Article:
WASHINGTON — The Marine Corps’ brief and limited experiment integrating female recruits into an all-male unit for their initial training at boot camp came to an end Friday.
And as the recruit class graduated at Parris Island, South Carolina, officials said they were undecided about whether the Corps, which has not fully integrated its recruit training, will ever do it again.
This year for the first time, a platoon of female recruits was part of a company that included five all-male platoons. They were all housed in the same complex, but on different floors — unlike the usual practice that has all female recruits living and doing some of their training on a separate part of the base.
Commanders and Marines in the course told The Associated Press they didn’t notice any problems during the brief flirtation with increased integration. But the lack of disaster didn’t appear to change minds in a Marine Corps that has steadfastly rejected congressional and other outside pressure to build combined platoons of female and male recruits at boot camp, like the other military services do.
For the recruits, just surviving the rigorous course was all-consuming.
“I showed up to train — everybody trains the same,” said Pvt. 1st Class Harley Mesiemore, 19, of Greensboro, North Carolina. “I was focused on myself and getting through the week and just getting out of here.”
Top Marine leaders have argued for years that young, female Marines perform better if they do the bulk of their early training in a separate unit where they can build their strength and confidence.
Brig. Gen. James Glynn, commander of Marine Corps Recruit Depot Parris Island, South Carolina, said that this latest move, putting men and women in more frequent proximity, didn’t look much different than usual.
He said the intense training needed to "make a Marine" stayed the same. But, because all six platoons in Company I — one all-female and five all-male — were located in the same building complex, they saw each other a bit more. They ate at the same chow hall and marched to meals together. When they got up for physical fitness in the morning, the platoons lined up together.
Could it happen again?
“The jury is still out on that,” said Glynn. “As conditions permit in the future, we could pursue it.” But, he added, “No one looked at this and said we don’t want to do it again.”
The decision to put the female unit with the others this winter was driven by logistics and money. There were fewer recruits in the class, so it made sense to move the roughly 50 females into the complex with the men, rather than bus them or make them march to the main campus for drills or classes.
"It always comes down to money," and whether or not there are the "right number of people and the infrastructure to accommodate it," said Glynn.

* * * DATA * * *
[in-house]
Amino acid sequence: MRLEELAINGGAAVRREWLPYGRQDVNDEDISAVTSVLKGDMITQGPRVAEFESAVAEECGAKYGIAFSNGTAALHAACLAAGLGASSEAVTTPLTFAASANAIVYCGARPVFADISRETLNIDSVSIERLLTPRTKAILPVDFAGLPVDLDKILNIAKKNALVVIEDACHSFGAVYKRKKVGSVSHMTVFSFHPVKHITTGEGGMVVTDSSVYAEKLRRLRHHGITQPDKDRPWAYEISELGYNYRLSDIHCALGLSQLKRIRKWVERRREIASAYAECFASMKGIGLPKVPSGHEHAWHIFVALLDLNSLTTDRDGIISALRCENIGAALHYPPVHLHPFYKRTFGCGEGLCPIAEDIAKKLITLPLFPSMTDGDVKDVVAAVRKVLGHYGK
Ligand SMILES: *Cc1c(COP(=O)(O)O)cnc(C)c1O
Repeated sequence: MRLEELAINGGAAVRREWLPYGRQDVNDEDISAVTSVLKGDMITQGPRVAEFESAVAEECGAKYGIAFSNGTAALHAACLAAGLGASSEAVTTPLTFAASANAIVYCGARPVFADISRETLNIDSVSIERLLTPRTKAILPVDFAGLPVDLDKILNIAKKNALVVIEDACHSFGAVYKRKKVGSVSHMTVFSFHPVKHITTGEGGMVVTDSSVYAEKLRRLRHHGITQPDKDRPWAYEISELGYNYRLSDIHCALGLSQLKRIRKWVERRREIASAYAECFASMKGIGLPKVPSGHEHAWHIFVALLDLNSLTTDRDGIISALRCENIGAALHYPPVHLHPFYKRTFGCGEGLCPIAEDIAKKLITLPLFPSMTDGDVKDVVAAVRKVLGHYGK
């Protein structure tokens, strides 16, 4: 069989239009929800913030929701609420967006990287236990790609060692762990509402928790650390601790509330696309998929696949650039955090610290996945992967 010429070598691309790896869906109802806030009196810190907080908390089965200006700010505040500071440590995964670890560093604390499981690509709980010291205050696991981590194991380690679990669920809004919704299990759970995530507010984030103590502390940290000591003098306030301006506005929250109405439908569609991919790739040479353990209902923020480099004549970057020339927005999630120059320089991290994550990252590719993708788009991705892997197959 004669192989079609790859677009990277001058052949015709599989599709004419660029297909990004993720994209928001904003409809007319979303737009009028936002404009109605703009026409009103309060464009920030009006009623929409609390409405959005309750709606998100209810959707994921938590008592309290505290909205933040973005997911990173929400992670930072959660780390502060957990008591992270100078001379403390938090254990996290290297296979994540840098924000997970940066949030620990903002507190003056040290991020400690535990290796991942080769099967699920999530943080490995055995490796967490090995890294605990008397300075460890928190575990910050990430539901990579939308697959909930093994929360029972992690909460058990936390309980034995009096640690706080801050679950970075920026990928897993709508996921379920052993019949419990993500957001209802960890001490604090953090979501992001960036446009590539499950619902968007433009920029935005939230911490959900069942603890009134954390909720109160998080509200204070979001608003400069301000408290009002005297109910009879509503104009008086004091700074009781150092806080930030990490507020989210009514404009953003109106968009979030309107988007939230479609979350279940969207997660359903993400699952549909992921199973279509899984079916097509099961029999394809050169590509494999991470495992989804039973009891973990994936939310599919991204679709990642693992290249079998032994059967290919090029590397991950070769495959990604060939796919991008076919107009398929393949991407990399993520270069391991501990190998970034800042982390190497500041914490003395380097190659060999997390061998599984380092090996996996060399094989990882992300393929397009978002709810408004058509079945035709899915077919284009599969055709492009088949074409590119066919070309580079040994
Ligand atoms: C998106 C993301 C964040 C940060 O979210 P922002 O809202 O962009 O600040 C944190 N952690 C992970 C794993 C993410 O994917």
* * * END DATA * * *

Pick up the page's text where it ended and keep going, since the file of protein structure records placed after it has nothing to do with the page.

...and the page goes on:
He said that while it was hard to measure the benefits of the move, it did expose young, male recruits to female Marine leaders — such as drill instructors — earlier in their career.
Under the regular system, women who enlist in the Marine Corps go to Parris Island for their initial three months of recruit training and are assigned to one battalion. Men are assigned to three other battalions. The groups get together for some training and exercises and are separate for others.
The Marine Corps says this gives women time to do early training and study with female drill instructors who can serve as role models, help them build confidence and develop the skills needed to progress. Marine leaders say the separation also minimizes distractions and harassment issues, and better prepares the women to compete as they move on.
Some lawmakers and others, however, say the segregation fuels a perception that female recruits are less able and less qualified than men. And they say it suggests that the females are held to lower standards and makes it more difficult for them to be accepted as equals.
Capt. Trenton Snody, commander of Company I, called the winter course a success. "There was more interaction between males and females, they saw each other a lot," said Snody, 31, of Seguin, Texas. "But there was no change to how we do business."
Staff Sgt. Brittany Aroha, 27, of Ironton, Ohio, has been a drill instructor for the female boot camp battalion for two and a half years. For her, the biggest change was convenience: Since they didn't have to spend as much time in buses or on foot to cross the base, there was more time for other training.
“They were seeing both males and females work together much more,” Aroha said. “So the male and female recruits were able to see leadership of both genders.”